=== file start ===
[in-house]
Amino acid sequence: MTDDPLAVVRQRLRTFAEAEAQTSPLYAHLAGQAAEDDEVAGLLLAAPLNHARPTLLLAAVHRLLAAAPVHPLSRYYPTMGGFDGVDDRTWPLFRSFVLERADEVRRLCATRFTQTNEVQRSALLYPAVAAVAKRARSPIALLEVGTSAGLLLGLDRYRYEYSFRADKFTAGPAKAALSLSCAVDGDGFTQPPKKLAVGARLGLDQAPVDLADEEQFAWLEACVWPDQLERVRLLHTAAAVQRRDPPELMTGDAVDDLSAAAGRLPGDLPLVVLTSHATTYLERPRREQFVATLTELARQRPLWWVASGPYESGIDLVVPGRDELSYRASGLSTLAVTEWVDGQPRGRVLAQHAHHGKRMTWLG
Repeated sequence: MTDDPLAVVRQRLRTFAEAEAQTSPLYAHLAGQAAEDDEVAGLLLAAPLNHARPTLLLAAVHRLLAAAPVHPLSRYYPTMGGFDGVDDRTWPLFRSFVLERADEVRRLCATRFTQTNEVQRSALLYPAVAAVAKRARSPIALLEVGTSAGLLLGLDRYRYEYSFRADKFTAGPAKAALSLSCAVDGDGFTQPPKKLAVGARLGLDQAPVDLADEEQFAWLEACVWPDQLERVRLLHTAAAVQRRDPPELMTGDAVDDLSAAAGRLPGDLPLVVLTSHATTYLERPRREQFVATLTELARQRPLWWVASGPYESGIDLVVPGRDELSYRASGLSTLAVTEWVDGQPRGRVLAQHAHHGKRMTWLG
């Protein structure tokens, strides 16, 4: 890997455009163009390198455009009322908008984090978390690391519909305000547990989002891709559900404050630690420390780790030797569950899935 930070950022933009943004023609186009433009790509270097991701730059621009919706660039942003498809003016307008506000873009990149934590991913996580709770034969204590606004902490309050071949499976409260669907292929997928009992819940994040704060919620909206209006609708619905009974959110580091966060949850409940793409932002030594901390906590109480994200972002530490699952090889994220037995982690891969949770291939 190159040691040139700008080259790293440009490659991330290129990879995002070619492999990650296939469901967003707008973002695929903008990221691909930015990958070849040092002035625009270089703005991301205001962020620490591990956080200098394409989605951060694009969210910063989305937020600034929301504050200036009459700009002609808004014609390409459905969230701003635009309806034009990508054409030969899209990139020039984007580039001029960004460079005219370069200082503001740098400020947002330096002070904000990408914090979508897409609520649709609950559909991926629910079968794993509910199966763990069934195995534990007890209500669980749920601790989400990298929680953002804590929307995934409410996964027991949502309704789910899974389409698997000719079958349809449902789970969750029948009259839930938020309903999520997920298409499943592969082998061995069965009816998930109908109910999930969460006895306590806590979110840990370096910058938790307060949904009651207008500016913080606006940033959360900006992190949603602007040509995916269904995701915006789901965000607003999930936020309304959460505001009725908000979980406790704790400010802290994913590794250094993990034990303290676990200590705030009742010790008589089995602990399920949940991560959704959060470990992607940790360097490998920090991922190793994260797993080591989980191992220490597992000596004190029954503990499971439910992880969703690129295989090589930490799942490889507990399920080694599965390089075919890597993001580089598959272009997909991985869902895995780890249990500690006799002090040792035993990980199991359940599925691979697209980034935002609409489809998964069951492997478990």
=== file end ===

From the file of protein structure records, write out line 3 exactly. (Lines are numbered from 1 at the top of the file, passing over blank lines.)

Repeated sequence: MTDDPLAVVRQRLRTFAEAEAQTSPLYAHLAGQAAEDDEVAGLLLAAPLNHARPTLLLAAVHRLLAAAPVHPLSRYYPTMGGFDGVDDRTWPLFRSFVLERADEVRRLCATRFTQTNEVQRSALLYPAVAAVAKRARSPIALLEVGTSAGLLLGLDRYRYEYSFRADKFTAGPAKAALSLSCAVDGDGFTQPPKKLAVGARLGLDQAPVDLADEEQFAWLEACVWPDQLERVRLLHTAAAVQRRDPPELMTGDAVDDLSAAAGRLPGDLPLVVLTSHATTYLERPRREQFVATLTELARQRPLWWVASGPYESGIDLVVPGRDELSYRASGLSTLAVTEWVDGQPRGRVLAQHAHHGKRMTWLG